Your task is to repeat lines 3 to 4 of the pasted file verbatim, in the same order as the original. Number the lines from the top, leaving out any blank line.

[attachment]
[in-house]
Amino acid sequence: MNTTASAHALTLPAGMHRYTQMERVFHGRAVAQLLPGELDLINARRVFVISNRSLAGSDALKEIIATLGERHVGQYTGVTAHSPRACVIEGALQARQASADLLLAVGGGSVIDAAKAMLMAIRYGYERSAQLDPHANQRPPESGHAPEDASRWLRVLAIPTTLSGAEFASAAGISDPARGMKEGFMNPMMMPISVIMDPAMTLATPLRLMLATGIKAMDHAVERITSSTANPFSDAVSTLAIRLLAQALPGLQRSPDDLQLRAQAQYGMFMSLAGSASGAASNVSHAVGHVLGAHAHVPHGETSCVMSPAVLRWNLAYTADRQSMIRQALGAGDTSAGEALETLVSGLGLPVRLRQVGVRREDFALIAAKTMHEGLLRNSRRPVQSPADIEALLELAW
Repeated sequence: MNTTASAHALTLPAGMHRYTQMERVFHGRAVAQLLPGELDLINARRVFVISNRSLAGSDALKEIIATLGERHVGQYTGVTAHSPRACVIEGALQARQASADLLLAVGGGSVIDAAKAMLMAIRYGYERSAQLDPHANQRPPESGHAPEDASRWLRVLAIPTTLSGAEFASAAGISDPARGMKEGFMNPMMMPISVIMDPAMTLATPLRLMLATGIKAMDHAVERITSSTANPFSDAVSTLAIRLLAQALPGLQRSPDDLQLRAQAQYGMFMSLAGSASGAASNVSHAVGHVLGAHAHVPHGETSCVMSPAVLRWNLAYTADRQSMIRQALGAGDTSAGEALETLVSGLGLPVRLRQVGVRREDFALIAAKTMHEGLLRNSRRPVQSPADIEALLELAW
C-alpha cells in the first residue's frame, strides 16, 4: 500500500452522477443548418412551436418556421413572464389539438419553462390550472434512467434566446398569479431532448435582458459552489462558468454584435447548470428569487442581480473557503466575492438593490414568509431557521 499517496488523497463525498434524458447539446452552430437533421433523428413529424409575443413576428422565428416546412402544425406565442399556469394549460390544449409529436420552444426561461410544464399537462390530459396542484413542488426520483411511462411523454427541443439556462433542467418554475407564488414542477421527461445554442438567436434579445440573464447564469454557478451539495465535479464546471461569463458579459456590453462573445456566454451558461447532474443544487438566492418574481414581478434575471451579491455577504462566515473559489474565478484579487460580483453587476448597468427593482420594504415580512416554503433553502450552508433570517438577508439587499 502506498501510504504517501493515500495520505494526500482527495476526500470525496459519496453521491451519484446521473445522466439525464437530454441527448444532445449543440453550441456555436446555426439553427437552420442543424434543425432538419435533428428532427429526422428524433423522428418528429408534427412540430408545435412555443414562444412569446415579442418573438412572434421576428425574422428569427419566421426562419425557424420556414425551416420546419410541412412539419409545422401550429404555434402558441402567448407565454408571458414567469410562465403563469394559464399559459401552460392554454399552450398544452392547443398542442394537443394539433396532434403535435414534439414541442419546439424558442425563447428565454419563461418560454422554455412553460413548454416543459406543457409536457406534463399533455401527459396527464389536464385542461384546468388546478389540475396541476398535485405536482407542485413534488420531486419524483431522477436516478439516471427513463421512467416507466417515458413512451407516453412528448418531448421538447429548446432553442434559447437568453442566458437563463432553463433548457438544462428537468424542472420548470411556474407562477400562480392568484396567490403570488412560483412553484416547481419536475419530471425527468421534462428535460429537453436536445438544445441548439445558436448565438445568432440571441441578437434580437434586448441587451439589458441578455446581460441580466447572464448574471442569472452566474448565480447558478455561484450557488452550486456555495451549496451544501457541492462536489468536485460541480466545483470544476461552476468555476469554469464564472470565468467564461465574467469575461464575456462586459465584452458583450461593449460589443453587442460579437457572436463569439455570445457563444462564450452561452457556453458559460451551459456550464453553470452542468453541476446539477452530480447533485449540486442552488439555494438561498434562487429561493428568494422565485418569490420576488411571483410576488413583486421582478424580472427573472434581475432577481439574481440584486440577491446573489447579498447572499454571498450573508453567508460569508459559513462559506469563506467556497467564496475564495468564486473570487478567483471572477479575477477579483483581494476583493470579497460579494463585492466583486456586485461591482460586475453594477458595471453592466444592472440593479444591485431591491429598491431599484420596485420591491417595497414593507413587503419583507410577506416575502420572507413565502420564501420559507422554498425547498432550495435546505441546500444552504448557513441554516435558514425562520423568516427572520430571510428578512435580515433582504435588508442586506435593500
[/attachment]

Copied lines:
Repeated sequence: MNTTASAHALTLPAGMHRYTQMERVFHGRAVAQLLPGELDLINARRVFVISNRSLAGSDALKEIIATLGERHVGQYTGVTAHSPRACVIEGALQARQASADLLLAVGGGSVIDAAKAMLMAIRYGYERSAQLDPHANQRPPESGHAPEDASRWLRVLAIPTTLSGAEFASAAGISDPARGMKEGFMNPMMMPISVIMDPAMTLATPLRLMLATGIKAMDHAVERITSSTANPFSDAVSTLAIRLLAQALPGLQRSPDDLQLRAQAQYGMFMSLAGSASGAASNVSHAVGHVLGAHAHVPHGETSCVMSPAVLRWNLAYTADRQSMIRQALGAGDTSAGEALETLVSGLGLPVRLRQVGVRREDFALIAAKTMHEGLLRNSRRPVQSPADIEALLELAW
C-alpha cells in the first residue's frame, strides 16, 4: 500500500452522477443548418412551436418556421413572464389539438419553462390550472434512467434566446398569479431532448435582458459552489462558468454584435447548470428569487442581480473557503466575492438593490414568509431557521 499517496488523497463525498434524458447539446452552430437533421433523428413529424409575443413576428422565428416546412402544425406565442399556469394549460390544449409529436420552444426561461410544464399537462390530459396542484413542488426520483411511462411523454427541443439556462433542467418554475407564488414542477421527461445554442438567436434579445440573464447564469454557478451539495465535479464546471461569463458579459456590453462573445456566454451558461447532474443544487438566492418574481414581478434575471451579491455577504462566515473559489474565478484579487460580483453587476448597468427593482420594504415580512416554503433553502450552508433570517438577508439587499 502506498501510504504517501493515500495520505494526500482527495476526500470525496459519496453521491451519484446521473445522466439525464437530454441527448444532445449543440453550441456555436446555426439553427437552420442543424434543425432538419435533428428532427429526422428524433423522428418528429408534427412540430408545435412555443414562444412569446415579442418573438412572434421576428425574422428569427419566421426562419425557424420556414425551416420546419410541412412539419409545422401550429404555434402558441402567448407565454408571458414567469410562465403563469394559464399559459401552460392554454399552450398544452392547443398542442394537443394539433396532434403535435414534439414541442419546439424558442425563447428565454419563461418560454422554455412553460413548454416543459406543457409536457406534463399533455401527459396527464389536464385542461384546468388546478389540475396541476398535485405536482407542485413534488420531486419524483431522477436516478439516471427513463421512467416507466417515458413512451407516453412528448418531448421538447429548446432553442434559447437568453442566458437563463432553463433548457438544462428537468424542472420548470411556474407562477400562480392568484396567490403570488412560483412553484416547481419536475419530471425527468421534462428535460429537453436536445438544445441548439445558436448565438445568432440571441441578437434580437434586448441587451439589458441578455446581460441580466447572464448574471442569472452566474448565480447558478455561484450557488452550486456555495451549496451544501457541492462536489468536485460541480466545483470544476461552476468555476469554469464564472470565468467564461465574467469575461464575456462586459465584452458583450461593449460589443453587442460579437457572436463569439455570445457563444462564450452561452457556453458559460451551459456550464453553470452542468453541476446539477452530480447533485449540486442552488439555494438561498434562487429561493428568494422565485418569490420576488411571483410576488413583486421582478424580472427573472434581475432577481439574481440584486440577491446573489447579498447572499454571498450573508453567508460569508459559513462559506469563506467556497467564496475564495468564486473570487478567483471572477479575477477579483483581494476583493470579497460579494463585492466583486456586485461591482460586475453594477458595471453592466444592472440593479444591485431591491429598491431599484420596485420591491417595497414593507413587503419583507410577506416575502420572507413565502420564501420559507422554498425547498432550495435546505441546500444552504448557513441554516435558514425562520423568516427572520430571510428578512435580515433582504435588508442586506435593500